|super insulation||Northern Light|
The concept of "superinsulation" is controversial, with differing opinions and conclusions offered by thoughtful, well meaning people. As the physics, metaphysics and culture of housing is complex, requiring many subtle compromises, this information is presented to generate interest and discussion.
(One Story) Super insulation was a hot topic first in the late seventies and early eighties if I recall correctly. Before that, oil was so cheap, and tradition so strong, that insulation was not an issue, many houses were not insulated at all. It was determined by research here and there that massive amounts of insulation (contained in double wall systems for example) combined with an air barrier of some sort, resulted in a house that almost heated itself from appliances and body heat. Solar energy (most folks were into complicated active systems at that time) became less of an issue, because very little supplemental heat was required. Windows could be placed just about anywhere (if well sealed, double paned and small), without significantly effecting the efficiency.
Not many "superinsulated" houses have been build because most houses are built by resellers who don't care because someone else (the buyer) pays the utilities, and the general house buying public is uninformed and easily manipulated. The superinsulated house costs significantly more in initial costs (double wall construction), does nothing for the curb appeal, thus has a negative effect on sales. Besides, energy costs remain relatively low because of subsidies. And the myth, that a house can be too well insulated and sealed (in 4 season climates) has persisted. Without a well sealed house, the insulation is bypassed through leaks, and rendered less effective.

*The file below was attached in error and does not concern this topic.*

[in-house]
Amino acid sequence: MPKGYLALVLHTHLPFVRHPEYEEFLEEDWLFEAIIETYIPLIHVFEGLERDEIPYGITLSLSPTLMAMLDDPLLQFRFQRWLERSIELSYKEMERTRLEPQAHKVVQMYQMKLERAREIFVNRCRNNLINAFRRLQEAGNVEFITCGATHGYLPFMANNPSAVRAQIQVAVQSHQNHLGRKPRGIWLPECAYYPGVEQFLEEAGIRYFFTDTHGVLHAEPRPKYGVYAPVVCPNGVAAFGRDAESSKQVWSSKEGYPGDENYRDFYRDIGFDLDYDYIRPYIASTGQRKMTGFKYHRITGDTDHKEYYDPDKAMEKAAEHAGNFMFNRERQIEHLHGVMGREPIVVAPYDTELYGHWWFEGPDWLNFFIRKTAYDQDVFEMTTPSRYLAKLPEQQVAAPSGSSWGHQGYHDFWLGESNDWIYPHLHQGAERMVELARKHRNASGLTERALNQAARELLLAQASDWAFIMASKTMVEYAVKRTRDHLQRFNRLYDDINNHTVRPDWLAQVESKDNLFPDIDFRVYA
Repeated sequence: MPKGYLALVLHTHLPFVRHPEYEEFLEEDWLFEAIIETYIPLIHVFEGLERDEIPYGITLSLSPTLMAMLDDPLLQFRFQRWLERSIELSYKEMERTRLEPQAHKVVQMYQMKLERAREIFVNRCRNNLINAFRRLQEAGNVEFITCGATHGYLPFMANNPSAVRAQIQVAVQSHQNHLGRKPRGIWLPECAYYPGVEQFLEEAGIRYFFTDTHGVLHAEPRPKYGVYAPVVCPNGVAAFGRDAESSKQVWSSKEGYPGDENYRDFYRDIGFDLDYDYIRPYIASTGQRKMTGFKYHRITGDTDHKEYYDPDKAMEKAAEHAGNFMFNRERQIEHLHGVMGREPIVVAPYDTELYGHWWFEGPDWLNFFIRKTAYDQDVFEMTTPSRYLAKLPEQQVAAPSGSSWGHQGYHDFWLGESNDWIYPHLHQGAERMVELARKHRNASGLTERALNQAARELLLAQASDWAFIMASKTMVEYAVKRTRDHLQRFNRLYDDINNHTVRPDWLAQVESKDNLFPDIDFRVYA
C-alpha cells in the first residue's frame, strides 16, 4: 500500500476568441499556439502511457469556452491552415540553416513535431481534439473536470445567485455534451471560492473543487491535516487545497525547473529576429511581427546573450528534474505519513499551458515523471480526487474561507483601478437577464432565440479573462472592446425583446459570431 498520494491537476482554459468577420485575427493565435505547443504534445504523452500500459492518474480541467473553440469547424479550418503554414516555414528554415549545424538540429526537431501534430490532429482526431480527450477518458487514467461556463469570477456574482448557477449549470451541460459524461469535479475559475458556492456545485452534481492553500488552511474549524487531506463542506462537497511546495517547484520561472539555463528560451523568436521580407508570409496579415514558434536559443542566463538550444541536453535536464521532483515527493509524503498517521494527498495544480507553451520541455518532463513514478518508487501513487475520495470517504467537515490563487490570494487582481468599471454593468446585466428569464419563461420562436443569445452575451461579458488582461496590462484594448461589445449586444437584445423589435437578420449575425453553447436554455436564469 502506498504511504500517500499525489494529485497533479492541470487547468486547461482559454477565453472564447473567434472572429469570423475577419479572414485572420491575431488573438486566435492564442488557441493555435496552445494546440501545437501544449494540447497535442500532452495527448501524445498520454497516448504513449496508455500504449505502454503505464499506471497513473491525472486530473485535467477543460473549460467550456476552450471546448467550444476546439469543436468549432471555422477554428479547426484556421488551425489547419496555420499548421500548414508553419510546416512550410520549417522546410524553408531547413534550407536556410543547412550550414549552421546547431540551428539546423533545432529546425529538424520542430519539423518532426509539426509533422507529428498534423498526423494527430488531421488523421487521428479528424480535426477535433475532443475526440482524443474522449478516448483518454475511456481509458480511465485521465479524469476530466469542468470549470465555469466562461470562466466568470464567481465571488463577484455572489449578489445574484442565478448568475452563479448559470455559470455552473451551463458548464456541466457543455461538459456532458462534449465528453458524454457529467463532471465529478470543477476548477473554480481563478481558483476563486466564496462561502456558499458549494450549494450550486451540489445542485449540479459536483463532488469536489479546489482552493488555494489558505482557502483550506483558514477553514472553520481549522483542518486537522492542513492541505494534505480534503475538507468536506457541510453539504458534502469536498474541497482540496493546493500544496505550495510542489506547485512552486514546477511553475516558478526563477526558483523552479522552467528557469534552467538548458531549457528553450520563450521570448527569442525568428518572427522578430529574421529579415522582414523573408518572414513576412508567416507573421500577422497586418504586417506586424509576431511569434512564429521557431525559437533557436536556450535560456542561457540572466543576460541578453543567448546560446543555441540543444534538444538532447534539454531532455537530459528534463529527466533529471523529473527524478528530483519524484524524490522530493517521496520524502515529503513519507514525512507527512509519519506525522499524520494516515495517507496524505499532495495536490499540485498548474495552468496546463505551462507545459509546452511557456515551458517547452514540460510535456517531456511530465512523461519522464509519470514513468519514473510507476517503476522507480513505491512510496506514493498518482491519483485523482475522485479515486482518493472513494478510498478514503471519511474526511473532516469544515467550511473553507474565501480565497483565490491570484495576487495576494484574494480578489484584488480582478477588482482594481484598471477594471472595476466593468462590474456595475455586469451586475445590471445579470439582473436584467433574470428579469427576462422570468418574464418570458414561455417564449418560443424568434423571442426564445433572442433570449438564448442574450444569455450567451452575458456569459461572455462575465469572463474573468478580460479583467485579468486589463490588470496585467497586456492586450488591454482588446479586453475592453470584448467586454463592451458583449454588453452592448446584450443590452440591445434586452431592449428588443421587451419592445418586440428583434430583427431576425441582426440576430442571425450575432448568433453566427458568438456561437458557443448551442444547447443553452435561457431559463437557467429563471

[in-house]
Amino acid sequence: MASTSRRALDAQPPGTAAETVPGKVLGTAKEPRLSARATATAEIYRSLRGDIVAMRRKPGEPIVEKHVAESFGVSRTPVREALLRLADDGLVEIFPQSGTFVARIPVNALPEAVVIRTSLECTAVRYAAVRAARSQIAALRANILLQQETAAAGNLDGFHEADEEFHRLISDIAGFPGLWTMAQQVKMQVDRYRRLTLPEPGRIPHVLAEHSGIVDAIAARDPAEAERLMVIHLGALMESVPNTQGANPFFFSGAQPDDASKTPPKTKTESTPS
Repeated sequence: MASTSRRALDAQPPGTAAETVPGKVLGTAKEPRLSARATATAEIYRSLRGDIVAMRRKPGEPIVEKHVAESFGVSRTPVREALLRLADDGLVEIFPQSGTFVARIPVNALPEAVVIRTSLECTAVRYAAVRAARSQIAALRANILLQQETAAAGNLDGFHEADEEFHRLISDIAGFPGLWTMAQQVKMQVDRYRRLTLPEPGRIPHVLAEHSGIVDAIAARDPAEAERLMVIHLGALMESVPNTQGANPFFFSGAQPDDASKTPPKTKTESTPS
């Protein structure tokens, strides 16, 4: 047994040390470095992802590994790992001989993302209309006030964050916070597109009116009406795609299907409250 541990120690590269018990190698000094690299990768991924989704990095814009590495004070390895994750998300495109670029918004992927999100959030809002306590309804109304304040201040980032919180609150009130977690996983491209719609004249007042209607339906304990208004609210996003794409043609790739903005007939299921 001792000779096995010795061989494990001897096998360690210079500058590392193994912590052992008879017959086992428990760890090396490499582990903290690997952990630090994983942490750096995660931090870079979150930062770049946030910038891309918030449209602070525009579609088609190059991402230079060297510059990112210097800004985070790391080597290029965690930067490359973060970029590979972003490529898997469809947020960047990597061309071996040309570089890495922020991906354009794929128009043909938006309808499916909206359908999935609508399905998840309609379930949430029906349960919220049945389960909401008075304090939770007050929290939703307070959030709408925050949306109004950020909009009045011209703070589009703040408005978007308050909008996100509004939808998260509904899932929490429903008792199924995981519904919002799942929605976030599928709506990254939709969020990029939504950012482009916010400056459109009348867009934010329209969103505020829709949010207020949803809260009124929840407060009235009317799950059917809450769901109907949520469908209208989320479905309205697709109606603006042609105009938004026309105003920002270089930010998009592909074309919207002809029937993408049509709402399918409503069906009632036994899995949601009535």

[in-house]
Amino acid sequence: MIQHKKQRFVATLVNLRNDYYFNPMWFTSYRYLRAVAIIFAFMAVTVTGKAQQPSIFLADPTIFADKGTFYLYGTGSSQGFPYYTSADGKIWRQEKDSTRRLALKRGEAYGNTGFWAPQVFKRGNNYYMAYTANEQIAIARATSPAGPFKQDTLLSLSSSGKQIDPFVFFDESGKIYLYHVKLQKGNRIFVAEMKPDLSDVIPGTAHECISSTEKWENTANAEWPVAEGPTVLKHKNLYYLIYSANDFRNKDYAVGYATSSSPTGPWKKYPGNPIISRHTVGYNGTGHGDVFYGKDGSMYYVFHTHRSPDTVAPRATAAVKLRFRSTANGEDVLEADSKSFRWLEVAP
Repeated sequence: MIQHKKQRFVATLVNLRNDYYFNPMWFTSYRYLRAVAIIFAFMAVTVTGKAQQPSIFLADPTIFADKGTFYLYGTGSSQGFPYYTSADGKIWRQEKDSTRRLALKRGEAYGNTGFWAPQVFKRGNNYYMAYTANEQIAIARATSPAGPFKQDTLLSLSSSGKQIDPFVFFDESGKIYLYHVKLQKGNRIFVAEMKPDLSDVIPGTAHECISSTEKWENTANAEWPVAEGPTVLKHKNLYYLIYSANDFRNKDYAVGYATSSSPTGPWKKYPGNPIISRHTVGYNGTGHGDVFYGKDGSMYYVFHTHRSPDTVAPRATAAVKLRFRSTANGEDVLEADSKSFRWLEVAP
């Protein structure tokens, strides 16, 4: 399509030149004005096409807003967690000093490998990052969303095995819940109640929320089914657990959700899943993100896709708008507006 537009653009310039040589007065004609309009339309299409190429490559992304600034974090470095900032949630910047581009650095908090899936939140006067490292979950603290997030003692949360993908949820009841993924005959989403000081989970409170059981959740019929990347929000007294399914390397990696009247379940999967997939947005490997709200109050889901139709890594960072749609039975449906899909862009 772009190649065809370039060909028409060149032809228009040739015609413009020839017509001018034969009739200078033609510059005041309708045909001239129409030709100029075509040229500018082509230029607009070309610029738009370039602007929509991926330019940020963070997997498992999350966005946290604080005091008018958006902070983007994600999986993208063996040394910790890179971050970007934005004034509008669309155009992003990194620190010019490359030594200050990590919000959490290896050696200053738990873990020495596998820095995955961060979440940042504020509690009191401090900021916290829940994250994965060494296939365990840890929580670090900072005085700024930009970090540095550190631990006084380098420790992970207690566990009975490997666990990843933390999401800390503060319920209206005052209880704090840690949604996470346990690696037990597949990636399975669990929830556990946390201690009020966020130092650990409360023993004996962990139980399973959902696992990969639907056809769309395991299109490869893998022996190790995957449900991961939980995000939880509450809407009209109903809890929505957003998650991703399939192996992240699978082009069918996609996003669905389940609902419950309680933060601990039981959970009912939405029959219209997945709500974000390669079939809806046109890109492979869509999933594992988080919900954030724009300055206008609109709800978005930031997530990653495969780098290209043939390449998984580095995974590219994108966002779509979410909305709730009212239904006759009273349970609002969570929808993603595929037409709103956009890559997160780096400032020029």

Fortunately, the green builder movement is taking hold, moving into the main stream, resulting in reasonable levels of insulation, better control of infiltration, tighter houses, easier and more comfortable to heat, cool and maintain (and energy savings). Super insulation can be achieved without expensive double wall systems by adding insulated sheathing to one or both sides of conventional frame construction (2 by 4 or 2 by 6). It turns out that the sealing of the house is just as important as the insulation, and much easier and cheaper to achieve...but builder resistance remains strong.
Straw bale construction by its nature is "superinsulation", and is easier to air seal, particularly when slab on grade and plastered. Costs remain a bit higher because thick walls require more foundation and roofing materials, and plaster can get expensive unless you do it yourself. Don't forget the other benefits of straw bale (superinsulated) construction such as superior livability in terms of sound dynamics, charm, and spirit.
Even with superinsulation, and good sealing, Straw Bale houses will probably require supplemental heat and maybe cooling, depending on your climate and acquired personal comfort zone. Certainly, the building code will require a substantial heating system regardless of your insulation levels. The energy savings with well sealed superinsulation can be very substantial, but is greatly effected by levels of energy awareness, life style, design and detailing.
Please, if you have a perspective, comment or information that will add to this feeble introduction please send them along and I will include them here under your byline. Thanks, Robert.